Council set to stop funding CCTV equipment in Berwick

Berwick-upon-Tweed Town Council is set to withdraw its funding for the town’s CCTV system.
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The recommendations, which were approved by members of the communities and local services committee and will now go to full council for a final decision, also include that “the existing equipment should be disposed of unless a suitable partner wishes to take on the costs of its maintenance”.

The local authority has funded the provision of CCTV in the town centre since 2015. It is a substantial item of spending each year.

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It has previously mentioned in a newsletter that the cameras are linked to the police station, where there is a bank of screens and some video recorders.

Berwick-upon-Tweed Town Council has funded the provision of CCTV in the town centre since 2015.Berwick-upon-Tweed Town Council has funded the provision of CCTV in the town centre since 2015.
Berwick-upon-Tweed Town Council has funded the provision of CCTV in the town centre since 2015.

There is also a control panel in the station that lets someone sitting at the desk control some of the cameras.

Following some concerns over the efficiency of the system, council officers were asked to carry out a review.

A report by Town Clerk Gareth Davies explained that it was conducted via dialogue with Northumbria Police and the Office of the Police and Crime Commissioner, as well as consultation with the general public that received a wide range of responses.

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The report adds: “Despite repeated inquiries, no data appears to exist that demonstrates a link between the CCTV system and detection of crime, and police do not appear to record this data in any meaningful way.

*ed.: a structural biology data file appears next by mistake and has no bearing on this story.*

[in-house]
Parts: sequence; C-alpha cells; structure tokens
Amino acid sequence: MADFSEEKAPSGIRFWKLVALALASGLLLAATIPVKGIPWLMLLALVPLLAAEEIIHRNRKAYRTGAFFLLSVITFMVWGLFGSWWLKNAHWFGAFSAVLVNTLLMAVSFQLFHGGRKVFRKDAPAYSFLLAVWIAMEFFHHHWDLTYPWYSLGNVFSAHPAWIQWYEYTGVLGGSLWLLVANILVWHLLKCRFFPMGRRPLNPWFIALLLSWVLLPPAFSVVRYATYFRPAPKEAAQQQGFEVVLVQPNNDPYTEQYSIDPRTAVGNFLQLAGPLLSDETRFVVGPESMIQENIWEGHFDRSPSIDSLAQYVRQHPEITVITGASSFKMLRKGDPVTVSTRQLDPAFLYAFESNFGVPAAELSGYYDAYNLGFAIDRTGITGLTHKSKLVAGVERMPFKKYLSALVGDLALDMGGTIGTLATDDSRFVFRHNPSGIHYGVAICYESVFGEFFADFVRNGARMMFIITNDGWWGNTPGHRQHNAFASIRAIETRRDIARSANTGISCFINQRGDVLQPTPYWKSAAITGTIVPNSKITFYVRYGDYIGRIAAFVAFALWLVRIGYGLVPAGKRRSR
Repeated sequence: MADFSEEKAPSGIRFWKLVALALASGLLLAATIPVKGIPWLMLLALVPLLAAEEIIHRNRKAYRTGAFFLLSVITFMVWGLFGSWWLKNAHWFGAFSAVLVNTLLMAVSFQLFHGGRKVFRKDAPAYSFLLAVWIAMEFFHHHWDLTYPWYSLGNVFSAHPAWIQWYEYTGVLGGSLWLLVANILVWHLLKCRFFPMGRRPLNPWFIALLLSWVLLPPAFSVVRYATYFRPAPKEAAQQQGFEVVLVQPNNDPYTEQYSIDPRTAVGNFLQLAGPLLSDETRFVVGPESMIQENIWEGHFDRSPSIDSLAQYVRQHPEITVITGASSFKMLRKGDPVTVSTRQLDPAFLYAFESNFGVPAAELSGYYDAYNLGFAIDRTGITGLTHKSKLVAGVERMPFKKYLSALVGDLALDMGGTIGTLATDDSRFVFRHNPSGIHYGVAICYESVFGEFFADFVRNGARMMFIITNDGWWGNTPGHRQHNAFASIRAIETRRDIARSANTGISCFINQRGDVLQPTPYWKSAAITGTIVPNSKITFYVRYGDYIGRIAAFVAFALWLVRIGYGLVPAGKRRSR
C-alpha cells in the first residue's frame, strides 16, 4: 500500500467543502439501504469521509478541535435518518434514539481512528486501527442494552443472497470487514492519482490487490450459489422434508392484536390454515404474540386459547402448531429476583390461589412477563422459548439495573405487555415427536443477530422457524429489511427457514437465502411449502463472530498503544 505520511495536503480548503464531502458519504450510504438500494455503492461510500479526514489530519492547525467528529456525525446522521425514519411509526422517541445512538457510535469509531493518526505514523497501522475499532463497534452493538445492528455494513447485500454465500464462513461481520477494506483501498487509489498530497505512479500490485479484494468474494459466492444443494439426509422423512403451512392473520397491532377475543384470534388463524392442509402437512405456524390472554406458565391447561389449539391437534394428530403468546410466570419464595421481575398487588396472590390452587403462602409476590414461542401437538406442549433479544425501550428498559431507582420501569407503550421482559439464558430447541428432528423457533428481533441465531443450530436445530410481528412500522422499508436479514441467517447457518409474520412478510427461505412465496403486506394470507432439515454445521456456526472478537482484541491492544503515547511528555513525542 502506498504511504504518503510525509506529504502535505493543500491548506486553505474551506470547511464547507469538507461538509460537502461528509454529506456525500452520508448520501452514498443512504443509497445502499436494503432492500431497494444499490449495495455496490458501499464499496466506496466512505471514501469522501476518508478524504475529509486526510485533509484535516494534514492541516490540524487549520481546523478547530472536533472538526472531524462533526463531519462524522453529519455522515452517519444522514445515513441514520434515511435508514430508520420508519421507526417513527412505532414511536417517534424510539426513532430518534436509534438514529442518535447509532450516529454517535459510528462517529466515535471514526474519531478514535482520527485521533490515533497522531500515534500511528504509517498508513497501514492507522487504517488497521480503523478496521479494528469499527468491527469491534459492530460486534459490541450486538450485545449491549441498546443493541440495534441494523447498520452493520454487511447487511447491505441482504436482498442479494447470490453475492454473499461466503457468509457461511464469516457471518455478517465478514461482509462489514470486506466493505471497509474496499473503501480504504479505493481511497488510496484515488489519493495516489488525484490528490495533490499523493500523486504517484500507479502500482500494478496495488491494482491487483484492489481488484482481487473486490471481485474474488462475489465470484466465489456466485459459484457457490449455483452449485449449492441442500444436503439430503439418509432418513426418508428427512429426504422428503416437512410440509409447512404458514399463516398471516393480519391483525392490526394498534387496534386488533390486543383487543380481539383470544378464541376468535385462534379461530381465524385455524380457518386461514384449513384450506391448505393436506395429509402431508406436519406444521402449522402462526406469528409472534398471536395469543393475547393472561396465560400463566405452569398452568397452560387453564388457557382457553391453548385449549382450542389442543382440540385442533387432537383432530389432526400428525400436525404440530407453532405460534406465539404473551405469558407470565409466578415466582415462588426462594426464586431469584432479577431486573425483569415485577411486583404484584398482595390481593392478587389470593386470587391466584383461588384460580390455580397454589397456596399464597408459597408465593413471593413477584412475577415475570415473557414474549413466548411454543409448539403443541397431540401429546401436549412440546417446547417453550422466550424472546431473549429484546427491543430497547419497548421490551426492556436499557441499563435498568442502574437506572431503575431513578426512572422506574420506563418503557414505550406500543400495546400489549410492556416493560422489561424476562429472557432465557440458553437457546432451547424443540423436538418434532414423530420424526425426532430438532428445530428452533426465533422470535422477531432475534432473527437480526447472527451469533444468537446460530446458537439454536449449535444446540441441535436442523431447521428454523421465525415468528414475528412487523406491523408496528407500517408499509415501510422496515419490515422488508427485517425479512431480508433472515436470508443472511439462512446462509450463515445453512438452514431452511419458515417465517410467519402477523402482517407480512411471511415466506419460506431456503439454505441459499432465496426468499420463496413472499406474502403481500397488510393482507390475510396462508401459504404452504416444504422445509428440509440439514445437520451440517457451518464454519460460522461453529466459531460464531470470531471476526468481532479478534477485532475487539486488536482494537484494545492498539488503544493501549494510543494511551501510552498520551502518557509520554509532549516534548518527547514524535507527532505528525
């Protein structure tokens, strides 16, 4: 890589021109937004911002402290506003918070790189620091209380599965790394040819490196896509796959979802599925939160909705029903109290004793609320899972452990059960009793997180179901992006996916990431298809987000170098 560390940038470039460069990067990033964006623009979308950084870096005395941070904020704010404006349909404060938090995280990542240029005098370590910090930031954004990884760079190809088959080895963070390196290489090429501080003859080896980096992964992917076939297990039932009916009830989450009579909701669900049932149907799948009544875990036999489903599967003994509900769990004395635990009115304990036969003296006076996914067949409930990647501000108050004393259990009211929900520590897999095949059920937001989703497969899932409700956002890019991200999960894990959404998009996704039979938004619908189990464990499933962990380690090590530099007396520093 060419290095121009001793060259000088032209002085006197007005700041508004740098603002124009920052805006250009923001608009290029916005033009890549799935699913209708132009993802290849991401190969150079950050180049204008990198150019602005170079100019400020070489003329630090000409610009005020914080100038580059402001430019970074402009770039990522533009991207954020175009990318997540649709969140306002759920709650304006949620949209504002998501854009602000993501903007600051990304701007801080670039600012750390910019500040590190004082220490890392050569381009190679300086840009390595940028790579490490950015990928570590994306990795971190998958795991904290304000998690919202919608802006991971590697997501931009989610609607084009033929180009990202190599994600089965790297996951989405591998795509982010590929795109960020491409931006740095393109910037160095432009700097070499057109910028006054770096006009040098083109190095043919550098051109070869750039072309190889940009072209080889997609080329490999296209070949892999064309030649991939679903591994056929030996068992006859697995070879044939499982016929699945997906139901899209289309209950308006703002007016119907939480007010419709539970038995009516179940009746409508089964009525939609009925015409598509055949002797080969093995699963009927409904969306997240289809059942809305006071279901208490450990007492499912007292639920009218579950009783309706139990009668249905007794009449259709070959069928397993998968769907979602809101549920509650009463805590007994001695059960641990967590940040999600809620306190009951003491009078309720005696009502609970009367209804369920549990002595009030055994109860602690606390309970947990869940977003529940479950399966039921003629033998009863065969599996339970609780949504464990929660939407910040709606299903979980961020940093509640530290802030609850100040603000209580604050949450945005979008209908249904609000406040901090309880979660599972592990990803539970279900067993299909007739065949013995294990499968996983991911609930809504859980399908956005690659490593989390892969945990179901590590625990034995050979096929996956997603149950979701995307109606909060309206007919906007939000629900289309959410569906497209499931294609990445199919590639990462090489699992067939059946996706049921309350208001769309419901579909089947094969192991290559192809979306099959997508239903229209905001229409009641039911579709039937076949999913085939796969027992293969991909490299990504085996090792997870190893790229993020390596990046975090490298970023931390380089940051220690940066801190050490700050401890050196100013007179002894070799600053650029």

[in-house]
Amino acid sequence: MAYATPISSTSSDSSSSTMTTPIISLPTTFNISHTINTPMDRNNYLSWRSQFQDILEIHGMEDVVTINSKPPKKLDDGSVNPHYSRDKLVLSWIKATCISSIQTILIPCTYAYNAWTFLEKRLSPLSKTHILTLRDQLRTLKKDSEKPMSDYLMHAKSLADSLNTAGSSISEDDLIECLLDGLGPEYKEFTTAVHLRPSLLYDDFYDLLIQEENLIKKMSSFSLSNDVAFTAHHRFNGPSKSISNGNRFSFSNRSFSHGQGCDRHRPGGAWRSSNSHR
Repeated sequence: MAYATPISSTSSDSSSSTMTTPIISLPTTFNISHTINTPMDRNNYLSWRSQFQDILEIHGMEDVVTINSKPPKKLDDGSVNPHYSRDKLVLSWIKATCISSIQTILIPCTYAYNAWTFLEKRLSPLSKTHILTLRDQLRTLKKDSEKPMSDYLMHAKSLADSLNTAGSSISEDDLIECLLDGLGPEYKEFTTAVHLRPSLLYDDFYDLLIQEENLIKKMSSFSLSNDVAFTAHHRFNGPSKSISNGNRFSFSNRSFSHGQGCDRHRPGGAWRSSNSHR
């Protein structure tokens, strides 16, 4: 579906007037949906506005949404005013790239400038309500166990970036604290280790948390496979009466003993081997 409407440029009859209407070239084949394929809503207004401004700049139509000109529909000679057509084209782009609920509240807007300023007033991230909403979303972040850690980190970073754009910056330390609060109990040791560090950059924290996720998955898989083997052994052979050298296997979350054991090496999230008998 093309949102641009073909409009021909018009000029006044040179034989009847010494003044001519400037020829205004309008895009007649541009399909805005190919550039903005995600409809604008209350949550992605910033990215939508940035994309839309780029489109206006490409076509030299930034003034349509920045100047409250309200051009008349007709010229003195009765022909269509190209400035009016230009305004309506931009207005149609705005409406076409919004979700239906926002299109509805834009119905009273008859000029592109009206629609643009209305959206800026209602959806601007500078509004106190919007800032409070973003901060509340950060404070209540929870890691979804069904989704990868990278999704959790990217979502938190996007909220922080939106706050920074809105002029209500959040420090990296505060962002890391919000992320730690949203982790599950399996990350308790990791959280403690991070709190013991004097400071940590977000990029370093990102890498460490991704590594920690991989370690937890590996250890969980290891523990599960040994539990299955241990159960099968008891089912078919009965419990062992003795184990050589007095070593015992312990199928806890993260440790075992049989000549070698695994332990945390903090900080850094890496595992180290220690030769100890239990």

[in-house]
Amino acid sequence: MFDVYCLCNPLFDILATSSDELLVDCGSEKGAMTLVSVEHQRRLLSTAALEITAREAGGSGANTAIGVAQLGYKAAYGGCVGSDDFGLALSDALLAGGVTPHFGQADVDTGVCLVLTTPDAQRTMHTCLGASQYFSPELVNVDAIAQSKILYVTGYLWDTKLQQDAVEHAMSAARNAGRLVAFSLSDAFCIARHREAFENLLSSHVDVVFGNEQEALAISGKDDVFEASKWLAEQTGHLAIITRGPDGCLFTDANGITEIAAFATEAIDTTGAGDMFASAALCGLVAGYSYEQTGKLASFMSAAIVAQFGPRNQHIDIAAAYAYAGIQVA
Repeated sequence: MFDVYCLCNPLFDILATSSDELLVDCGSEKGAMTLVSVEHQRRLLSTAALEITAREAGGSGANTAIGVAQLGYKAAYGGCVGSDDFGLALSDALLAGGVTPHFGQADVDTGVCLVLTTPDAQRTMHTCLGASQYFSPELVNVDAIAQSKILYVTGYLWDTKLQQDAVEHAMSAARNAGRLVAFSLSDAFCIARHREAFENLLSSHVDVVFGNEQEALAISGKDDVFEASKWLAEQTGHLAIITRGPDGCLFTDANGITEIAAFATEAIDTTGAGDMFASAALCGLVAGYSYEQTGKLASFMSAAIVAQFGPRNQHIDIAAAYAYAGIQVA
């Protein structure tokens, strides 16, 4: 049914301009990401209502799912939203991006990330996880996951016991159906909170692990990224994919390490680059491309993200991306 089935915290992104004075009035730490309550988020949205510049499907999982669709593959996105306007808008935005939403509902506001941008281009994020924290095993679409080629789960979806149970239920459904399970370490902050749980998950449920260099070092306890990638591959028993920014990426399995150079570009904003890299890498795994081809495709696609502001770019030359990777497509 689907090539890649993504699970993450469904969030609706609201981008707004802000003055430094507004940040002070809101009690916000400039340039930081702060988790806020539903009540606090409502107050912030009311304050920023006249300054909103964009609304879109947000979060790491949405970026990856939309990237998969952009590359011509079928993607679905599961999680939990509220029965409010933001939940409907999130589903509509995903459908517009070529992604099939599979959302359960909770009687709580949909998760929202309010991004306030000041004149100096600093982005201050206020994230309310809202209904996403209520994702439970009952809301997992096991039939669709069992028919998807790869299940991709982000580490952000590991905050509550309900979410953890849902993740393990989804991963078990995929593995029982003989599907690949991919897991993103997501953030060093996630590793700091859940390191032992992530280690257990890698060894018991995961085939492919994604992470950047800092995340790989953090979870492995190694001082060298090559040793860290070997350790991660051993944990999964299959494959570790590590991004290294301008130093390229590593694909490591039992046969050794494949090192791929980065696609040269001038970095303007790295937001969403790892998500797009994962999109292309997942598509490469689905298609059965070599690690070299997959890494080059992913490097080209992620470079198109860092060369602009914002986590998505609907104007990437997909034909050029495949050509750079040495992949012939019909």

“The Office of the Police and Crime Commissioner appear to have no opinion as to whether CCTV should be publicly funded and regard its use as an operational matter in which they do not interfere.

“Town centre CCTV used to be one component of a partnership approach in Berwick, which also included a Shopwatch scheme where premises were also in contact via radio and a Pubwatch scheme that relied upon communications between member premises and the police.

“The elements of the Pubwatch and Shopwatch schemes described (e.g. radio connections) no longer exist. There have been significant changes in the night-time economy since the inception of these schemes, and the prevention of crime and disorder objective required for any premises licence application under the Licensing Act 2003 is routinely addressed by the license applicant installing CCTV.

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“The cost of installing and monitoring CCTV has changed radically – in the course of preparing this report a local business was identified which supports 24 business customers in the local area, using a mix of technologies including mobile phone apps.

“Discussions with this company were a sharp reminder that the current system is approaching the 25th anniversary of its inception and included a brief demonstration of the way in which feeds or recordings could be aggregated. The only conclusion that could be reached is that, if we were to consider establishing a CCTV system today, it would look nothing like the existing system.

“Officers have formed the conclusion that the current system does not represent value for money.”

The other recommendations going to full council are that the council should promote the benefits of wider partnership working in the town (to address any new threats from retail theft) and that it should seek to support the police and Northumberland County Council in partnership working to address any identified alcohol related anti-social behaviour, whether arising from off sales or the night-time economy.